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India-US vow to defeat LeT and other terrorist networks
Ashok Tuteja
Tribune News Service

New Delhi, November 8
India and the United States tonight pledged to defeat all terrorist networks, including the Pakistan-based Lashkar-e-Taiba (LeT), and strengthen international cooperative activities that will reduce the risk of terrorists acquiring nuclear weapons or material.

Condemning terrorism in all its forms, Prime Minister Manmohan Singh and US President Barack Obama, in a joint statement, issued at the end of the American leader’s official engagements in India, called on Pakistan to bring to justice the perpetrators of the 26/11 Mumbai terror attacks.

They reiterated that success in Afghanistan and regional and global security required elimination of safe havens and infrastructure for terrorism and violent extremism in Afghanistan and Pakistan. The two leaders also emphasised the importance of close cooperation in combating terrorist financing and in protecting the international financial system.

Deciding to strengthen and expand the Indo-US global strategic partnership, the Indian PM and Obama called for an efficient, credible and legitimate United Nations to ensure a just and sustainable international order. Singh welcomed President Obama’s affirmation that in the years ahead, Washington looked forward to a reformed UN Security Council that included India as a permanent member.

The two leaders reaffirmed that their countries’ common ideals, complementary strengths and a shared commitment to a world without nuclear weapons gave them a responsibility to forge a strong partnership to lead efforts for non-proliferation and universal and non-discriminatory global nuclear disarmament in the 21st century. They affirmed the need for a meaningful dialogue among all states possessing nuclear weapons to build trust and confidence and for reducing the salience of nuclear weapons in international affairs and security doctrines.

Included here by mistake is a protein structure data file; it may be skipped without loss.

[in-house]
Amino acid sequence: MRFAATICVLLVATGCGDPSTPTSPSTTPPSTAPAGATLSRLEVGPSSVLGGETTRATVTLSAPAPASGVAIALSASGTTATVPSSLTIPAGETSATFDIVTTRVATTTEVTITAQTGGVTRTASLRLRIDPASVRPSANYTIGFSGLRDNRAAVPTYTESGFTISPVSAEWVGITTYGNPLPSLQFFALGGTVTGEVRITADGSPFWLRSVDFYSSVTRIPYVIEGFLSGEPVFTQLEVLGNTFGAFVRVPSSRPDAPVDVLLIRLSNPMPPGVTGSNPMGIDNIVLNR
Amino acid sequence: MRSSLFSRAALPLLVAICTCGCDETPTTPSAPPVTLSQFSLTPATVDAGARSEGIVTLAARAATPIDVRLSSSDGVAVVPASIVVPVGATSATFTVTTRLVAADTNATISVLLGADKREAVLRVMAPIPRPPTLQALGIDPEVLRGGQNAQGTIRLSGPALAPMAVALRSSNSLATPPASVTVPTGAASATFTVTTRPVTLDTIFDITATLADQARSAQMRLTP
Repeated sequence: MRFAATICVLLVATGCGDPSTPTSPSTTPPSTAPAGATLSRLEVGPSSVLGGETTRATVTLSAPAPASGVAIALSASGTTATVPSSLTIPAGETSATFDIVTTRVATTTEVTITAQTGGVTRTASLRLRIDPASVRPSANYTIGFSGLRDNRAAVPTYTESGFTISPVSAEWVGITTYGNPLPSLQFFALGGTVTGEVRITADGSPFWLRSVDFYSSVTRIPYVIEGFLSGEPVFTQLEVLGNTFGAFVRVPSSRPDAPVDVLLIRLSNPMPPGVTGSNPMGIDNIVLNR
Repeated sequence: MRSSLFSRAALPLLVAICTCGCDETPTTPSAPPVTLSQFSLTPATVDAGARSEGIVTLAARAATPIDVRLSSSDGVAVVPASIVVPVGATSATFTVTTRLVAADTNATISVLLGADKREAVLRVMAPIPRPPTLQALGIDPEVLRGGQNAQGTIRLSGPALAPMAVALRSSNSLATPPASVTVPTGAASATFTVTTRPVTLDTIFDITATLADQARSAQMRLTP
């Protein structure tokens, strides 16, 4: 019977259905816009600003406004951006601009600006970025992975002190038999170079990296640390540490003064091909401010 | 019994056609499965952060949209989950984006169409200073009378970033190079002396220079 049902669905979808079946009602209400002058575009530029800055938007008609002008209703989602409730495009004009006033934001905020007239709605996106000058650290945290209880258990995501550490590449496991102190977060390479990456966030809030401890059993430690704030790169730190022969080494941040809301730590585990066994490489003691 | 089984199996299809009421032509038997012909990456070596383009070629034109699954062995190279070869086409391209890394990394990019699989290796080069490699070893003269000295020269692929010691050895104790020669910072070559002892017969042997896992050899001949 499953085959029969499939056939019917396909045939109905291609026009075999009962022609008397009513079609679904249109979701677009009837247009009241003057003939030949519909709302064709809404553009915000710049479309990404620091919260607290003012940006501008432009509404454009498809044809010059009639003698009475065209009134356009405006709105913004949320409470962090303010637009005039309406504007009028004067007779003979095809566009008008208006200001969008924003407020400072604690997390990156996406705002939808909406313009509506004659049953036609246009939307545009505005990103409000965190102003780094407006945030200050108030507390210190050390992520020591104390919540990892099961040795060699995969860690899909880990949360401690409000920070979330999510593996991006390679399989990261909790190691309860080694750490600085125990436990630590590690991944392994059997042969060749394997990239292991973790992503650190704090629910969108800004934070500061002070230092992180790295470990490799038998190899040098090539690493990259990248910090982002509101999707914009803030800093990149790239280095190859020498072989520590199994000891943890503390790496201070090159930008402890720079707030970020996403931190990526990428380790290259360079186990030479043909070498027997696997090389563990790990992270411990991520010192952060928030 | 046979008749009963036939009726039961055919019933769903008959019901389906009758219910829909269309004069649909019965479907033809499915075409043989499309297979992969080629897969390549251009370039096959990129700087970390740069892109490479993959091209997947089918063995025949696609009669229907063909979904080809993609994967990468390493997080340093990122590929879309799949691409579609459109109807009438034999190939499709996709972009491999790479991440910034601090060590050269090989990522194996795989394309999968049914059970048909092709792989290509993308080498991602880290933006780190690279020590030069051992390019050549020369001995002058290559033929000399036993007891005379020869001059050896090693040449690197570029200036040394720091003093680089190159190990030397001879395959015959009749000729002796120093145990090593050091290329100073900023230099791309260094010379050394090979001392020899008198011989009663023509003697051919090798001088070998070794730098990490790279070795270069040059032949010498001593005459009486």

Singh and Obama also expressed a commitment to strengthen international cooperative activities that would reduce the risk of terrorists acquiring nuclear weapons or material without reducing the rights of nations that played by the rules to harness the power of nuclear energy to advance their energy security. This sentence in the joint statement is obviously aimed at justifying the Indo-US civil nuclear deal under which India will develop nuclear energy with the assistance of major world powers to meet its growing electricity needs. Both sides expressed deep concern about the threat of biological terrorism and pledged to promote international efforts to ensure the safety and security of biological agents and toxins.

On the civil nuclear deal, they reiterated their commitment to build strong bilateral cooperation through the participation of American energy companies in India on the basis of mutually acceptable technical and commercial terms and conditions that enabled a viable tariff regime for the electricity generated. The two leaders noted that India was committed to ensuring a level playing field for US companies seeking to enter the Indian nuclear energy sector, consistent with New Delhi’s national and international legal obligations. They welcome the commencement of negotiations and dialogue between the Indian operator and US energy companies.

The two leaders decided to take mutual steps to expand US-India cooperation in civil space, defence and other high-technology sectors commensurate with India’s non-proliferation record and commitment to abide by multilateral export control standards.





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